Category: Research Methods and Statistics

Symposium

Using the Differential Time-Varying Effect Model to Examine Timing Effects of Interventions

Sunday, November 19
8:30 AM - 10:00 AM
Location: Aqua 300 A & B, Level 3, Aqua Level

Keywords: Research Methods | Statistics | Longitudinal
Presentation Type: Symposium

With increasing research suggesting that early response to intervention predicts the degree of change within treatment, examining timing-effects within the context of therapy is becoming increasingly important. However, current strategies are unable to examine the impact of each treatment session on treatment change. Additionally, due to limitations of traditional methods, most research on therapy timing effects assume that a construct has a linear effect on the outcome and does not examine non-linear impacts on change.


The current research will use the Differential Time-Varying Effect Model (DTVEM) to examine the linear and non-linear timing effects of an intervention on treatment change. An empirical example will illustrate the timing effects of a behavioral ecological momentary intervention in producing reliable change in personality traits in 74 participants. Participants within this intervention were given feedback across 25 different personality measures and were asked to choose a personality trait that they would like to change. Behavioral treatment included brief psychoeducation surrounding behavioral modification techniques, followed by an ecological momentary intervention applying these behavioral strategies within their daily life. The results of this technique showed that a high degree of behavioral modification strategies within the first day of the treatment strongly predicted reliable change, but the results showed that usage at moderate to low levels did not predict treatment outcome. Further, the results showed that the effects were unique to the first day of the ecological momentary intervention, and the results showed that high use of behavioral modification strategies did not significantly predict reliable change in personality later in treatment. In showing unique non-linear timing effects during the first day of treatment, these results highlight DTVEM’s ability to uncover non-linear timing of treatment effects.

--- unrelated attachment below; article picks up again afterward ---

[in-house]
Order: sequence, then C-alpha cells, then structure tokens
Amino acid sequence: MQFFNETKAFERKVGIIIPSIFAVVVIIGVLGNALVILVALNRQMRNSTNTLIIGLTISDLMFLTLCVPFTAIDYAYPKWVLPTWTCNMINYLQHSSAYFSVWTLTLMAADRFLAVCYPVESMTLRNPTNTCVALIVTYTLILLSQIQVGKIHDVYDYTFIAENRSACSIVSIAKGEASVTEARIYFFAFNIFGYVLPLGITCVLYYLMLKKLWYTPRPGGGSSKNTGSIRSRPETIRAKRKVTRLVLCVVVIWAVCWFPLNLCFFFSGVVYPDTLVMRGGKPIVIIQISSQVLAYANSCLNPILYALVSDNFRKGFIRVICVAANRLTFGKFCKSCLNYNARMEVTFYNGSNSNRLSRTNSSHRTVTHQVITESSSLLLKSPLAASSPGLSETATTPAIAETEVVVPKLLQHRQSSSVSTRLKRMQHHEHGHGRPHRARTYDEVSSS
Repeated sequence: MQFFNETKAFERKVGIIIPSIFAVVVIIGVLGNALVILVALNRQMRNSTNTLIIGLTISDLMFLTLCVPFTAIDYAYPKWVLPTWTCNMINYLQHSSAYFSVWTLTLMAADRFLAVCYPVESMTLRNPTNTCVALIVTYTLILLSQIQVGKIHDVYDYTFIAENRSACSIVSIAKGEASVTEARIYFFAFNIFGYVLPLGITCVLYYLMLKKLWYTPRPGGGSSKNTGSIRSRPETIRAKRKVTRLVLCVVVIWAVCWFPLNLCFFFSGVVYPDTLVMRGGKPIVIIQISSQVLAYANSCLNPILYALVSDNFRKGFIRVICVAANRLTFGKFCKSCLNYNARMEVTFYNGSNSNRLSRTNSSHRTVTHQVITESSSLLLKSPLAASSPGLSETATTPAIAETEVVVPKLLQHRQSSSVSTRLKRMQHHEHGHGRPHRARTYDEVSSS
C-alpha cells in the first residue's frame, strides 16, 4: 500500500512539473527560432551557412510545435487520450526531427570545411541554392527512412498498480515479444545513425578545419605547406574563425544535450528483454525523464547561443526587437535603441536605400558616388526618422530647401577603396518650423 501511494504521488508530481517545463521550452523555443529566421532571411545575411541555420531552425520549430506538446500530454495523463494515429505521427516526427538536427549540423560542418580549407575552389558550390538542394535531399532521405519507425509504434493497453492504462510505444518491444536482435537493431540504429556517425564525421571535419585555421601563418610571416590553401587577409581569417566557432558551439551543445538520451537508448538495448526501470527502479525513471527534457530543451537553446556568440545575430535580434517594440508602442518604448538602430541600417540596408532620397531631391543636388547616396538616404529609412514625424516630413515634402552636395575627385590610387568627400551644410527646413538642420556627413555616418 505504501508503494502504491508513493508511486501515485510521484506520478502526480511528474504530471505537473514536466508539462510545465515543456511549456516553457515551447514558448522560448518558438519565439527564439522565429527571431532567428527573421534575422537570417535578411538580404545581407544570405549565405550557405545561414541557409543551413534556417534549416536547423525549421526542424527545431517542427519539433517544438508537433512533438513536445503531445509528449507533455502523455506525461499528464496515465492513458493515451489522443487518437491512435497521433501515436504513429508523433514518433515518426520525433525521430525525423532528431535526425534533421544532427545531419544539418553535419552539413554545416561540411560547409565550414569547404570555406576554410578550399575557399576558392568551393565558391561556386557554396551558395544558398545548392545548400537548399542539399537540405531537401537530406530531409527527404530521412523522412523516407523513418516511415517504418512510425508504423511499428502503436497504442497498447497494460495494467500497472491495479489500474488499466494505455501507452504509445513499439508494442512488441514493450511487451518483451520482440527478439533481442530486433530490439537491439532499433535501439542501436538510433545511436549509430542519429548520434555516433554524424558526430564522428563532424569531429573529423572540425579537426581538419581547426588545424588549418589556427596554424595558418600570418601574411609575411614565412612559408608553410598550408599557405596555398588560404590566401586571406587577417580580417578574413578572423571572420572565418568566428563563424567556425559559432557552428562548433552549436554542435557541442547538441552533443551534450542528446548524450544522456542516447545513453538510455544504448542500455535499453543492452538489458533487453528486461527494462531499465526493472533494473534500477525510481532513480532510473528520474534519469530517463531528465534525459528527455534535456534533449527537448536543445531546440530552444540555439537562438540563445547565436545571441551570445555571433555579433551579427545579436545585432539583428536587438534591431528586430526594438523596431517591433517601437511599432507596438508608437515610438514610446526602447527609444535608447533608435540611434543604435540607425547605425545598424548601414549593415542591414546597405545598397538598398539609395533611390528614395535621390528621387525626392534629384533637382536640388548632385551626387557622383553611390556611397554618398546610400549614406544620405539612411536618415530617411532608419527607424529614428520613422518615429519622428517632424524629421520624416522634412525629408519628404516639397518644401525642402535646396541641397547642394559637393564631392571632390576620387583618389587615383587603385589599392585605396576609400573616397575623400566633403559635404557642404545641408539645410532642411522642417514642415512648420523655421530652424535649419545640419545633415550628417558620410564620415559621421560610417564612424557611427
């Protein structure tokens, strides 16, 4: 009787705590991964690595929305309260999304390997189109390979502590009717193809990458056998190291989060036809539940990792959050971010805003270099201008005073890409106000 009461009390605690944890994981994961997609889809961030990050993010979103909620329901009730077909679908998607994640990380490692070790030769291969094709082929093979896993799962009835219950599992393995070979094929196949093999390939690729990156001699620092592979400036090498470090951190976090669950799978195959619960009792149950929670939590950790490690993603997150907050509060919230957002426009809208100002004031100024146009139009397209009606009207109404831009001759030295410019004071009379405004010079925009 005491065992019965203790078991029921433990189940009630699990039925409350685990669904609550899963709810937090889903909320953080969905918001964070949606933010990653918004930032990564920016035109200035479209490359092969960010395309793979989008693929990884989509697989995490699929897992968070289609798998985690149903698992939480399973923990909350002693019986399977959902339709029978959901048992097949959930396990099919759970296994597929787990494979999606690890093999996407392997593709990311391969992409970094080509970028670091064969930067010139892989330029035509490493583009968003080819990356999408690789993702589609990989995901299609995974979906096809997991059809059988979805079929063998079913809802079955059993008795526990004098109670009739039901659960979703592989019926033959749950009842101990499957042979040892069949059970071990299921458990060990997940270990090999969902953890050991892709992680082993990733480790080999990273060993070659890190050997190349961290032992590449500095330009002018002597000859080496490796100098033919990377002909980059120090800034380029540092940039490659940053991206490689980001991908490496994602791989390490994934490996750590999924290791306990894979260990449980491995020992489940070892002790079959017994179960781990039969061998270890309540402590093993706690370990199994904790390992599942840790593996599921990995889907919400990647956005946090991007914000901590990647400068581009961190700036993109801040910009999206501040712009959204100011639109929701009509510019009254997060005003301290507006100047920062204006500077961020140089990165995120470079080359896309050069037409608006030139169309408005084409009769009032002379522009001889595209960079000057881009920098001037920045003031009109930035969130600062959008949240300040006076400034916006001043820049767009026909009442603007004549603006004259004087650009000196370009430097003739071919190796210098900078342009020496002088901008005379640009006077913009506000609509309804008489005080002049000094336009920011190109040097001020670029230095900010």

Nicholas C. Jacobson

Graduate student
The Pennsylvania State University

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